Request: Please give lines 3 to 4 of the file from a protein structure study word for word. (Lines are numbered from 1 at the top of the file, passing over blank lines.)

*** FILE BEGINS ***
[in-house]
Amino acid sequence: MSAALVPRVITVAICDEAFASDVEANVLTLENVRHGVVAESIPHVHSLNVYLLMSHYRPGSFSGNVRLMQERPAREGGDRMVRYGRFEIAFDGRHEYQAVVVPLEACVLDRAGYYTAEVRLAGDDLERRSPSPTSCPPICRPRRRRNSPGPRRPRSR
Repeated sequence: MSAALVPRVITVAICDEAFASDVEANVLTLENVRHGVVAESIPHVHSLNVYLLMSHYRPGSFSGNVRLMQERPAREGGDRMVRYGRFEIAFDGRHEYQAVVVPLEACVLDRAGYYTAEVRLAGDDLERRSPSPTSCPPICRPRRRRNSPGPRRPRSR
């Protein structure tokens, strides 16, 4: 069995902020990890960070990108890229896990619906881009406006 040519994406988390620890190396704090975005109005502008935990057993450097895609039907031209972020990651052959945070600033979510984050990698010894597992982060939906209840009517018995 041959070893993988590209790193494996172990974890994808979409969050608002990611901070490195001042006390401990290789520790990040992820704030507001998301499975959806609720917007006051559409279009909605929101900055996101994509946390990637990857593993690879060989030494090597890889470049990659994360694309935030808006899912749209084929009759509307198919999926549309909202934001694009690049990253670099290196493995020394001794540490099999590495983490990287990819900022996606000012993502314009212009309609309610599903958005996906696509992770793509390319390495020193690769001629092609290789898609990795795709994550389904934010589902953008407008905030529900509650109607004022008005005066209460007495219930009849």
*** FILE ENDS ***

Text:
Repeated sequence: MSAALVPRVITVAICDEAFASDVEANVLTLENVRHGVVAESIPHVHSLNVYLLMSHYRPGSFSGNVRLMQERPAREGGDRMVRYGRFEIAFDGRHEYQAVVVPLEACVLDRAGYYTAEVRLAGDDLERRSPSPTSCPPICRPRRRRNSPGPRRPRSR
């Protein structure tokens, strides 16, 4: 069995902020990890960070990108890229896990619906881009406006 040519994406988390620890190396704090975005109005502008935990057993450097895609039907031209972020990651052959945070600033979510984050990698010894597992982060939906209840009517018995 041959070893993988590209790193494996172990974890994808979409969050608002990611901070490195001042006390401990290789520790990040992820704030507001998301499975959806609720917007006051559409279009909605929101900055996101994509946390990637990857593993690879060989030494090597890889470049990659994360694309935030808006899912749209084929009759509307198919999926549309909202934001694009690049990253670099290196493995020394001794540490099999590495983490990287990819900022996606000012993502314009212009309609309610599903958005996906696509992770793509390319390495020193690769001629092609290789898609990795795709994550389904934010589902953008407008905030529900509650109607004022008005005066209460007495219930009849």